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Thursday marks one year since special counsel Robert Mueller was appointed to investigate Russian meddling in the 2016 US election. Mueller took over an investigation that was first opened by since-fired FBI Director James Comey in July 2016, during the campaign.
The far-reaching investigation continues -- witnesses are still being interviewed, and trials are scheduled for later this year. As the proceedings have dragged on, the White House has adopted an increasingly hostile tone toward the investigation, which President Donald Trump has repeatedly called a "witch hunt" and a "hoax."
Here is a breakdown of what we know about one year of the investigation under Mueller, by the numbers.
In one year, Mueller has brought charges against 19 people and three companies, including a former White House adviser, three former Trump campaign aides -- including the campaign chairman at the time -- a prominent Russian oligarch and a dozen Kremlin-backed trolls. In all, these defendants are facing a combined 75 criminal charges, ranging from alleged conspiracy against the United States, bank fraud and tax violations to lying to FBI investigators and identity fraud.
Five defendants have pleaded guilty -- most prominently, former national security adviser Michael Flynn and former Trump campaign aide Rick Gates, who are both cooperating with Mueller. Alex van der Zwaan, a Dutch lawyer who pleaded guilty to lying to the special counsel, is currently serving a 30-day prison sentence.
Former campaign chairman Paul Manafort is fighting Mueller's charges in court.
© AP Photo/Andrew Harnik, File In this June 21, 2017, file photo, former FBI Director Robert Mueller, the special counsel probing Russian interference in the 2016 election, departs Capitol Hill following a closed door meeting in Washington.
At least 40 people have voluntarily given interviews to Mueller's investigators, according to CNN's latest reporting and other news accounts. At least seven people are known to have testified at a grand jury, though the number is likely much higher because the proceedings are secret.Before Mueller took over the investigation, at least two former Trump campaign staffers were placed under government surveillance. The FBI and Justice Department got approval from federal judges to wiretap and monitor the communications of Manafort and Carter Page, a foreign policy adviser to the campaign.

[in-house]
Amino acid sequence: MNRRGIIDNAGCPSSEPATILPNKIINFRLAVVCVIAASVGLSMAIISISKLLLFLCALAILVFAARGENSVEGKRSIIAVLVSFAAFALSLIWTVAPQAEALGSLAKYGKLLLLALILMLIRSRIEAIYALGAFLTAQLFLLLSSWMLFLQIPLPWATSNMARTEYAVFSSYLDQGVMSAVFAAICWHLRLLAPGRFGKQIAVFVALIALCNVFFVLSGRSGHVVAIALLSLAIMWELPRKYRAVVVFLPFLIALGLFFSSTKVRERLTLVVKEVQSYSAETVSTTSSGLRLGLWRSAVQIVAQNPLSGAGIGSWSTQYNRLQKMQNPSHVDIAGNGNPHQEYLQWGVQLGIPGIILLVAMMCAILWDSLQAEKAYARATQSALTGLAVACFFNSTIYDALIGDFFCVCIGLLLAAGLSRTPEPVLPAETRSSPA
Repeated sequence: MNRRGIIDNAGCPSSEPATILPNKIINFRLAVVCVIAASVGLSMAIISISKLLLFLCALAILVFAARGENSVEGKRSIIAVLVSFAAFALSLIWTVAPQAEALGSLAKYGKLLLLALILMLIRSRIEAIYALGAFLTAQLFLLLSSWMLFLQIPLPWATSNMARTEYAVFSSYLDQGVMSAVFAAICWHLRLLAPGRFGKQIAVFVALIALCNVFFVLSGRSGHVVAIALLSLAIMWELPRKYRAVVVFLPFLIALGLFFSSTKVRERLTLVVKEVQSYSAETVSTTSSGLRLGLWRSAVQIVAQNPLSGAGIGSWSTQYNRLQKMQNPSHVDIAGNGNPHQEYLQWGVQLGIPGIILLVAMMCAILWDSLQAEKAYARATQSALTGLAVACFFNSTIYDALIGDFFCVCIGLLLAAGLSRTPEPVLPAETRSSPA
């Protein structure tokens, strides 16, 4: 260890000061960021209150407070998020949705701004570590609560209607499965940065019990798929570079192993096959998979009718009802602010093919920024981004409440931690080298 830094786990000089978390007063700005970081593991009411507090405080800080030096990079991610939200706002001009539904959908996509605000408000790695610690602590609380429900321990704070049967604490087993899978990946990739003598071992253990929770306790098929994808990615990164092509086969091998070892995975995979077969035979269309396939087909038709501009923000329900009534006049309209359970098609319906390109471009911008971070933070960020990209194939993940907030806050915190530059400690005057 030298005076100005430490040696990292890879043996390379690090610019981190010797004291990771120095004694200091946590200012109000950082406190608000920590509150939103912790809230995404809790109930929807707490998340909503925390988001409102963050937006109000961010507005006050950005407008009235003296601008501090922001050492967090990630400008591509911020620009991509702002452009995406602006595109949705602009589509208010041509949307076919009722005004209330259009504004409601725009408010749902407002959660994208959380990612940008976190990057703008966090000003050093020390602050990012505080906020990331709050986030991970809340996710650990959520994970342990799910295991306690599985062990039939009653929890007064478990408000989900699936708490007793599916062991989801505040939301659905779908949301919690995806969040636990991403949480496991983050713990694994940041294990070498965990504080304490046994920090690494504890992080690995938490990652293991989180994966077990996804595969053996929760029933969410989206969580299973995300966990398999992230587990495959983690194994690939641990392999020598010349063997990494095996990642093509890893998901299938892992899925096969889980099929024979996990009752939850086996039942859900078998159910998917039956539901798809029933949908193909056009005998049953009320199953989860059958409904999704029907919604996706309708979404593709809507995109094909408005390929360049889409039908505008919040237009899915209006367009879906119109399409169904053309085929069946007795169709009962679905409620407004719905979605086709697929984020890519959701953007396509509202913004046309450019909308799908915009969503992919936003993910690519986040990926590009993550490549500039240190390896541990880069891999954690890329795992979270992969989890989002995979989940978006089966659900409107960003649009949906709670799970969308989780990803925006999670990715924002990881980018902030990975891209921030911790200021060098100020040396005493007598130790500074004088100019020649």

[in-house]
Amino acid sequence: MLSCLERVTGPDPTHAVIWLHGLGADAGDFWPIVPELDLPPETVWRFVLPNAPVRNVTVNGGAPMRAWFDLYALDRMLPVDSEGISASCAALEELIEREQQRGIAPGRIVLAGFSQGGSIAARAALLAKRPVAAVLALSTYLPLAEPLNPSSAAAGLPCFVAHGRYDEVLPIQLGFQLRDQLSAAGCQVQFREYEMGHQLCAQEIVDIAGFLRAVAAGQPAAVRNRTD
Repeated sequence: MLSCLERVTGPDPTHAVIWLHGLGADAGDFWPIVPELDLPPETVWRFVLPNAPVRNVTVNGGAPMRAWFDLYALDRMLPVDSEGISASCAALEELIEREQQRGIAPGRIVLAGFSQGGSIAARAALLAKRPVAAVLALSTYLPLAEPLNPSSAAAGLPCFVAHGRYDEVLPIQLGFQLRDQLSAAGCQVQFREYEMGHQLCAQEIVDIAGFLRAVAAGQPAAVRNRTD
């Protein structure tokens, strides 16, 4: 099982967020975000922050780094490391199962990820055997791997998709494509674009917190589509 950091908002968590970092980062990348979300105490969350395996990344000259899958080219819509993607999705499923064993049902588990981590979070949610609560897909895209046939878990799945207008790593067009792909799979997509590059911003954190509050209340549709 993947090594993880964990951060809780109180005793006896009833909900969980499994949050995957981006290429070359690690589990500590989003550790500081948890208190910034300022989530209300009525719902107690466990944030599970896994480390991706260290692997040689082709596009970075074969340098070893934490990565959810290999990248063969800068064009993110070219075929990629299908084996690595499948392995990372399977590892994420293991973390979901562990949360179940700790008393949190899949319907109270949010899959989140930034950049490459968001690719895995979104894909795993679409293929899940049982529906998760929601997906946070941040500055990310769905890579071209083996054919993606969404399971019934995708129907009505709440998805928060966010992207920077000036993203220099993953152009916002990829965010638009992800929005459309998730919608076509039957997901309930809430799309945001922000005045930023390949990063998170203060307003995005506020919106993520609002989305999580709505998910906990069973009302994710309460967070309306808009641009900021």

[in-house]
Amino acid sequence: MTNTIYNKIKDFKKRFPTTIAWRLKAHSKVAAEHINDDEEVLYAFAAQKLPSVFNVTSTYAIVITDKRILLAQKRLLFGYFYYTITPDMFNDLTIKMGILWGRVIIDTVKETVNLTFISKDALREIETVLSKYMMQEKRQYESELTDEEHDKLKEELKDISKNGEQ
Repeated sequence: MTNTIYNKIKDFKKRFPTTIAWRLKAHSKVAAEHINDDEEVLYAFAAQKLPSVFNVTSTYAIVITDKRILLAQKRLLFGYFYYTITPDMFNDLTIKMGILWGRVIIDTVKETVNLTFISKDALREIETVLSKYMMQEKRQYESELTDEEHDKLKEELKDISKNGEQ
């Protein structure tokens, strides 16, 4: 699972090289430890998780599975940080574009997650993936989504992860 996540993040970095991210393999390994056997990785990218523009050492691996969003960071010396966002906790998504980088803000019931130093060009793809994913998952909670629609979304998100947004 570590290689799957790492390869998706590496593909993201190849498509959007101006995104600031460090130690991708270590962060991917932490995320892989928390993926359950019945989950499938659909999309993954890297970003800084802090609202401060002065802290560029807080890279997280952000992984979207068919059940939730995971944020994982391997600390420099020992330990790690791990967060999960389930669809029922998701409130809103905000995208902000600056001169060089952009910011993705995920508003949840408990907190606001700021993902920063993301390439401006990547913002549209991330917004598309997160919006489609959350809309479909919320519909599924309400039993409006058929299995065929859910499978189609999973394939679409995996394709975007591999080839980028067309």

Earlier this year, Trump's lawyers touted an "unprecedented" level of cooperation with Mueller. They boasted that the White House had handed over 20,000 pages to Mueller and the Trump campaign had produced an additional 1.4 million pages of documents. They also noted that at least 20 White House staffers "voluntarily" gave interviews to Mueller's investigators, including eight people from the White House Counsel's Office.
The President has not yet been interviewed, but negotiations are underway for him to provide testimony. CNN has reported that in at least one meeting, Mueller raised the possibility of a subpoena to compel Trump's testimony. Trump has said he would "love to speak" to Mueller, so long as he is "treated fairly."
When Mueller was appointed, Trump's initial response seemed resolute but calm. "As I have stated many times, a thorough investigation will confirm what we already know — there was no collusion between my campaign and any foreign entity," the President said in a statement.
But early the next morning, Trump used what is now his signature phrase to describe the probe. "This is the single greatest witch hunt of a politician in American history!" he tweeted. He has tweeted about the "witch hunt" 39 times since the Mueller probe began, and has used it more frequently over the past two months.
Mueller has assembled a team of at least 17 lawyers and "dozens" of FBI agents to help with his investigation. Nine of the lawyers donated to Democratic candidates before 2017, according to federal records. Eight of those lawyers gave only to Democrats, while one has donated to Democrats and Republicans before.
Nearly $7 million was spent by the federal government between May and September 2017 to investigate Russian meddling in the 2016 election, according to the latest publicly available spending figures. Of that total, Mueller's team spent approximately $3.2 million, and another $3.5 million was spent separately by law enforcement personnel working on the investigation who do not report directly to Mueller.
Trump enjoyed 117 days of a Mueller-free presidency before May 17, 2017, when Deputy Attorney General Rod Rosenstein announced the special counsel's appointment. Rosenstein installed Mueller "to ensure a full and thorough investigation of the Russian government's efforts to interfere in the 2016 presidential election," his order said.
Five months later, in October, Mueller's team announced its first indictments. But the first trial is still two months away, slated for July 10, when Manafort will face federal bank and tax fraud charges in Virginia